Before 1995 no U.S. state had screened babies for more than eight disorders. A decade later some states were screening for anywhere from seven to 52. States lacked clear consensus on which disorders warranted man- datory screening, says Michael Watson, executive director of the American College of Medical Genetics and Genomics. To remedy the situation, the Health Resources and Services Administration commissioned Watson to review the scientific literature on 84 disorders and to determine which of the screens clearly benefited newborns.
In a report made in 2005 Watson recommended that all states screen for 29 disorders that doctors could clearly predict and treat. He further advised against screening for Krabbe and other diseases because there was not enough evidence that early intervention did more good than harm. Most states currently screen for all 29 recommended disorders, but some, like New York, also test for Krabbe or other conditions outside the uniform panel—including Pompe (a muscle-weakening disease) and Fabry (a metabolic disease causing severe pain). The outcomes of New York's decision to screen for Krabbe underscore why some doctors believe that enthusiasm for screening has gone too far.
Since its inception in 2006 New York's program has tested one million babies and identified more than 200 infants with unusually low levels of some enzymes, indicating risk for Krabbe. Lab technicians verify these results with both enzyme and genetic tests. What investigators have found has been surprising.
Of the 228 infants who tested positive for Krabbe, 24 were found to have genetic markers associated with the disease. So far, however, only four of those children have developed Krabbe symptoms, whereas the other 20 continue to appear healthy. In the vast majority of cases, symptoms of Krabbe appear in early infancy and quickly worsen. A few reports in patient registries describe infants who developed symptoms—albeit mild ones—later in life. The 20 New York infants who screened positive for genetic markers of Krabbe but have not yet shown symptoms may have this late-onset form of Krabbe.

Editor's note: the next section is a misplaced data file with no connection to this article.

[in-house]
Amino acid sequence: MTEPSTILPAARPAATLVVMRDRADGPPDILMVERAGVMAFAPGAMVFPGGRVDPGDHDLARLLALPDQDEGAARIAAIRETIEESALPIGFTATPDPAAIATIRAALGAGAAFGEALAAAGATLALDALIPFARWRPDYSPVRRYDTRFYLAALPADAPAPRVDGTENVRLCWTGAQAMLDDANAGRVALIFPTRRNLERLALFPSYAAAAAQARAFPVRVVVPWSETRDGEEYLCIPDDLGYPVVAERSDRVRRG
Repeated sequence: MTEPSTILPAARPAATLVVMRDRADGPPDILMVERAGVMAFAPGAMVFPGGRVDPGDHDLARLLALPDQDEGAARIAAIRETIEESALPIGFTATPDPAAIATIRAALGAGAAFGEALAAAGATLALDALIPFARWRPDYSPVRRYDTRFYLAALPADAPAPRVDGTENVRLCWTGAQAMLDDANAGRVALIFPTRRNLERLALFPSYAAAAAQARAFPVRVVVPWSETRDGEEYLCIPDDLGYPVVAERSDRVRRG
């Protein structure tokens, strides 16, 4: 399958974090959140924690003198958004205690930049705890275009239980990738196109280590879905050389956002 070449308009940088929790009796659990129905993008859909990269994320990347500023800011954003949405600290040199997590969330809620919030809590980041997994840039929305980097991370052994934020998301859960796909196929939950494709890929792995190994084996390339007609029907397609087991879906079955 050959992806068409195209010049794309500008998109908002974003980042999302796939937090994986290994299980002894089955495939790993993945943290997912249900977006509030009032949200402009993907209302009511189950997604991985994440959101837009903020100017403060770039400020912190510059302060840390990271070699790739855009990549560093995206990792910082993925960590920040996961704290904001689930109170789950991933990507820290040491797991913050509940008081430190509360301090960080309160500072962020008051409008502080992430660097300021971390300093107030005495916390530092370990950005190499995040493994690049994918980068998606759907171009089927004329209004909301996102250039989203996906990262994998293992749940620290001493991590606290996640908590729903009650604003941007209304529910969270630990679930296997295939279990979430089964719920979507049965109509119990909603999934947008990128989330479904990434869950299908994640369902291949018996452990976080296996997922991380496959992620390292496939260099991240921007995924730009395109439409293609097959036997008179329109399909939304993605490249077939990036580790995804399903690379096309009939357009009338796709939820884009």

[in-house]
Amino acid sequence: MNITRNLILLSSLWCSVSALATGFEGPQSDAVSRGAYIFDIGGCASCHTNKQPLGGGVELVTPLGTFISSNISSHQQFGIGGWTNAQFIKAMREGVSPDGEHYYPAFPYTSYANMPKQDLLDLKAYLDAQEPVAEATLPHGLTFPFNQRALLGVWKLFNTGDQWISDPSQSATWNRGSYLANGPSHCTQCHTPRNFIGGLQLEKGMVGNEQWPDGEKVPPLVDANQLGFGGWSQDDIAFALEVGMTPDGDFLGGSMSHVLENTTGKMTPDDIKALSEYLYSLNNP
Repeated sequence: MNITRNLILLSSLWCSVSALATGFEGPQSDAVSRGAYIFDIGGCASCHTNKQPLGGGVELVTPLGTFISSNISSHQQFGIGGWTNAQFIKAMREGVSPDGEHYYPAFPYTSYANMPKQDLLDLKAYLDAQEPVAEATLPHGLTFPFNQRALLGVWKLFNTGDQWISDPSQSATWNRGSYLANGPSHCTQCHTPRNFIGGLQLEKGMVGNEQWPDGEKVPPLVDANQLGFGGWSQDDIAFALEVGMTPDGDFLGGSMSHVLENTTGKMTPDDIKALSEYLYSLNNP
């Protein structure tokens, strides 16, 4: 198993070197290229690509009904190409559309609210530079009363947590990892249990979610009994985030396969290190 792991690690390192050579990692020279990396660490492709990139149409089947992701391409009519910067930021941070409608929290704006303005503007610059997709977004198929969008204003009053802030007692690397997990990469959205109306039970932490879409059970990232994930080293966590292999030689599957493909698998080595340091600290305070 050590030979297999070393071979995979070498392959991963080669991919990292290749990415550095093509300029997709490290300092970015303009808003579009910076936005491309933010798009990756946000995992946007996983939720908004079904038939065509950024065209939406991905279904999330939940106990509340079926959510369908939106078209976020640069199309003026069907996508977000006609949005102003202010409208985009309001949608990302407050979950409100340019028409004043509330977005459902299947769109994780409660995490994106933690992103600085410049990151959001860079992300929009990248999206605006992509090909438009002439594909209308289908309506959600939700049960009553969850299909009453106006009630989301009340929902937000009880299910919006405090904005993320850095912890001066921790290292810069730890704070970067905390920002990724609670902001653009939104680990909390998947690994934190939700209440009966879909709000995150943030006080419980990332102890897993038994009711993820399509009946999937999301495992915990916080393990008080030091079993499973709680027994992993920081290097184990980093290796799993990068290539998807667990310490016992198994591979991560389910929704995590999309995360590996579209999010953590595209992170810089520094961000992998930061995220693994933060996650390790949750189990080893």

But researchers do not understand late-onset Krabbe well enough to know when, if ever, any of these children will develop symptoms. Only when clinicians detect nerve damage in a battery of invasive neurological exams, including brain imaging and a spinal tap, can they be sure that a child has Krabbe. And only then are they certain that treatment justifies its inherent risks. Studies have shown that early stem cell transplants sometimes stop the disease from progressing, although around 30 percent of children do not survive the procedure and all who do still have trouble speaking and moving their limbs.
Many of the 20 children whose tests suggest late-onset Krabbe but who are not yet sick continue to get neurological exams about every four to six months. Some researchers call these children “patients in waiting.” As Jennifer Kwon, a neurologist at University of Rochester Medical Center, puts it, “There's this whole group of children nobody expected to find.” The problem, Kwon says, is that parents of patients in waiting do not know what to do with the information they receive from doctors or even what to expect. Parents begin to worry excessively, become overprotective, pursue risky tests and procedures, and avoid routine ones. “It's a huge burden for parents to carry around this knowledge that many of them didn't ask for,” agrees Melissa Wasserstein, a pediatrician at Mount Sinai Hospital. “Every time their child so much as trips and falls, they're thinking, ‘Oh, my God, does this mean the start?’”
Patricia K. Duffner, who directs the research arm of Hunter's Hope at the University of Buffalo, counters that many parents prefer to know about their child's risk because, if symptoms appear, they will not lose time searching for a diagnosis.